with my tiny bit of experience now with being in charge i really think i know how your husband can fix all of this. as you said earlier, he needs to communicate clear expectations before hand. he'll have to spend time though working on how to put his quality expectations into words. workers need to know what he expects *before* they finish the project. it will involve trial and error and gradually learning how to translate his sense of quality into something he can communicate to the people working for him (both verbally and in writing). also, if he checks in regularly on a project, he can correct problems, before the entire project is finished and not to his liking. it could even help just to be upfront when hiring/contracting people and saying that he has *really high standards of quality that aren't easy to explain, but that he knows it when he sees it.* it's not fair or reasonable to blame an employee for expectations he never told them about before hand.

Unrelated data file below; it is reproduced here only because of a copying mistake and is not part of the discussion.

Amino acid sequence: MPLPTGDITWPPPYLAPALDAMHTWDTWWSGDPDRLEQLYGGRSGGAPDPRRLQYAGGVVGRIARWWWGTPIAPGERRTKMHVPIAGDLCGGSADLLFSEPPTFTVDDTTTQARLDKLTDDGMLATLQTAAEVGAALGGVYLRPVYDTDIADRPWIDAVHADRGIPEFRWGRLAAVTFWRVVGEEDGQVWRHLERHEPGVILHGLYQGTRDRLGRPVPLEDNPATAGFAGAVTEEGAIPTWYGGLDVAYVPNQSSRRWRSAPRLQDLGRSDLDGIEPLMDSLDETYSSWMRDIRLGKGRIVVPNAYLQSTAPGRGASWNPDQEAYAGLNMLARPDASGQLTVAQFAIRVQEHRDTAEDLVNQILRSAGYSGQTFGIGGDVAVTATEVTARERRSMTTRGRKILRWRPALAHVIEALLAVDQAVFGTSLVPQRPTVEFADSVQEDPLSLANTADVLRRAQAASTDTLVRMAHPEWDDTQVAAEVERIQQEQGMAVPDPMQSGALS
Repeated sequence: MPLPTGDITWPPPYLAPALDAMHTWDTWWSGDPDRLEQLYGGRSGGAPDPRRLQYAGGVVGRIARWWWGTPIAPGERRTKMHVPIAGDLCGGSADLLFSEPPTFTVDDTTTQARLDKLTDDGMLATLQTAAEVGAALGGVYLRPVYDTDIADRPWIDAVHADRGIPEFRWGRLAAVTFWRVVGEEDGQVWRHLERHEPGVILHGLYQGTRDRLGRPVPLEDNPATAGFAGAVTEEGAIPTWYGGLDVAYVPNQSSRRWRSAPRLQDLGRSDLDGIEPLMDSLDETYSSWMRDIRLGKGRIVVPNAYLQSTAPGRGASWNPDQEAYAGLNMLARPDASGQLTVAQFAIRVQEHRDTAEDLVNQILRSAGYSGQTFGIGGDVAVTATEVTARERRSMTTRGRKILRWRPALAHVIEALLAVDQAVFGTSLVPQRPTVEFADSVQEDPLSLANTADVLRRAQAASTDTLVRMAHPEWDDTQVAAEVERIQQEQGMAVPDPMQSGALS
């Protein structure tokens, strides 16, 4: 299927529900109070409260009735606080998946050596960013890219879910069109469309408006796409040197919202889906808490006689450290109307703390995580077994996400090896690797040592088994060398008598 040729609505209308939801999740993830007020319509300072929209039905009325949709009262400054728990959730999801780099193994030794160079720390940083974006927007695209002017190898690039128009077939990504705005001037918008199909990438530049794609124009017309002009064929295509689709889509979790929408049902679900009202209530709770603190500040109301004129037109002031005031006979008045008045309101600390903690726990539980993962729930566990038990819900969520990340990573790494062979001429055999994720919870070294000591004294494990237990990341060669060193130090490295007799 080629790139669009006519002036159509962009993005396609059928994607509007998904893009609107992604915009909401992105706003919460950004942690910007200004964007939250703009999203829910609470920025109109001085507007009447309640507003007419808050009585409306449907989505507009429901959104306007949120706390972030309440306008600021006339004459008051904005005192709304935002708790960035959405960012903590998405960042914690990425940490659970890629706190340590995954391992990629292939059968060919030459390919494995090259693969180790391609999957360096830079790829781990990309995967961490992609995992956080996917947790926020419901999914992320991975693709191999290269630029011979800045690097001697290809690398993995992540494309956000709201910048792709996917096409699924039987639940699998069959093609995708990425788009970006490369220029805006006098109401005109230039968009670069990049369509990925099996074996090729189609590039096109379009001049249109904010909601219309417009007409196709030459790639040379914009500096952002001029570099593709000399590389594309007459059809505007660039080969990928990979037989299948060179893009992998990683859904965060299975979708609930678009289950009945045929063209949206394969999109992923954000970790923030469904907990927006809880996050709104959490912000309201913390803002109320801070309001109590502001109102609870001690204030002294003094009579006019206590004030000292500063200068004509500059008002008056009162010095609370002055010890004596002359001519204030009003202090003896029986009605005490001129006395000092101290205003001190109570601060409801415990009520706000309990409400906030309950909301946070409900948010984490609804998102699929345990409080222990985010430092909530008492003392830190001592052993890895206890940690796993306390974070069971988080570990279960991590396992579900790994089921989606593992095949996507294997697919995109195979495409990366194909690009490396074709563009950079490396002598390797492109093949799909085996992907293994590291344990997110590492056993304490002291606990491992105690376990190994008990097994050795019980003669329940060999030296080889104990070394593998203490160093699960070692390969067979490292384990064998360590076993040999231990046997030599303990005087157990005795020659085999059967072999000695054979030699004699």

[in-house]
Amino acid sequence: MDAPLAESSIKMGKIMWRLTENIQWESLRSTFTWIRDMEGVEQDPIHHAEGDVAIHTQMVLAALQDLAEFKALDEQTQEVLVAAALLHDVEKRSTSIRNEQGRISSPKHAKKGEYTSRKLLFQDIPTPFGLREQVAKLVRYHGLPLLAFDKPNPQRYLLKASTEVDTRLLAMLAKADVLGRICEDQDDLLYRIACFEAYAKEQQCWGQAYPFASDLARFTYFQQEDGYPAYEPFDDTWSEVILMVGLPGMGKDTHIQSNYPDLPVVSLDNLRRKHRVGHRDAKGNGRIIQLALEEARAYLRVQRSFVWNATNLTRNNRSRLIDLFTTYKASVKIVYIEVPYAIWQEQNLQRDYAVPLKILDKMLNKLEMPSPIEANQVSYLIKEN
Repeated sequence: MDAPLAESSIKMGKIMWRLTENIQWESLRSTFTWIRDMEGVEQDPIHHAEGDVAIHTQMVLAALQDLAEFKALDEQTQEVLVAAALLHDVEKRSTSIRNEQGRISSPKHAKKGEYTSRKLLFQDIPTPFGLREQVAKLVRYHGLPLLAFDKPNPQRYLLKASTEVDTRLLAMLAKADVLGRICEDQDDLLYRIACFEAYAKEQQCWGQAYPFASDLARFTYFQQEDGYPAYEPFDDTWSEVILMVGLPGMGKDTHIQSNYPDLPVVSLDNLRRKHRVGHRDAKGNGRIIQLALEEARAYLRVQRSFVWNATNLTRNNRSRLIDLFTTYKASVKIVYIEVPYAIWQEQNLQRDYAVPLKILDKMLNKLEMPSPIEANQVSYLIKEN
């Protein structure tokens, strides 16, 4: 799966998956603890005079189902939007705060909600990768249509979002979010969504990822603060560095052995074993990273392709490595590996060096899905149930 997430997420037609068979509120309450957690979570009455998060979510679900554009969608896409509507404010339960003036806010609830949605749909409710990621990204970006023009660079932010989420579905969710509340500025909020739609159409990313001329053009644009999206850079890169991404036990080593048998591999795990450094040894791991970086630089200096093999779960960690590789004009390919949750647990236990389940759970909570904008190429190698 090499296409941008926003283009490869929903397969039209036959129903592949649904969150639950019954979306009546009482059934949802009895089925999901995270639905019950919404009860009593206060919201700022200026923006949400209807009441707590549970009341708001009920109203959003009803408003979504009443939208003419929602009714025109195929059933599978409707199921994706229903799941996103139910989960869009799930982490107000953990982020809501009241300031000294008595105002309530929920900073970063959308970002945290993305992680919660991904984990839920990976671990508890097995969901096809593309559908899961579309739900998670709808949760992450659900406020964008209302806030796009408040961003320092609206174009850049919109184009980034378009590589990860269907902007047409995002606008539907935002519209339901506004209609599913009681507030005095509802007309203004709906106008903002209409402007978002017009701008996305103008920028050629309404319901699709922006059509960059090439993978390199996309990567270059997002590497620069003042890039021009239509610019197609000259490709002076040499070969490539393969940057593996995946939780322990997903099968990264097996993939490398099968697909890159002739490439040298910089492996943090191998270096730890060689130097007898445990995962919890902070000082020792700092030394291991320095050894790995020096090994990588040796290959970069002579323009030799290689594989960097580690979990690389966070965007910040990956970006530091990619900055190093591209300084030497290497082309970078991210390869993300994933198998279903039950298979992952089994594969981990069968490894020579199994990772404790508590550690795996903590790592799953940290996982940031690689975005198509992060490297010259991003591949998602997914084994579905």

from my pov, the earlier cell phone example sounds like more of a managerial skillz issue > an issue with "bad workers." like you mentioned, if he sets expectations of what is/isn't allowed at work ahead of time, communicates clearly, and tells employees to stop doing personal stuff on the clock and that they will be dismissed if it continues: problem solved. (easier said than done, but one can get better at this with practice.)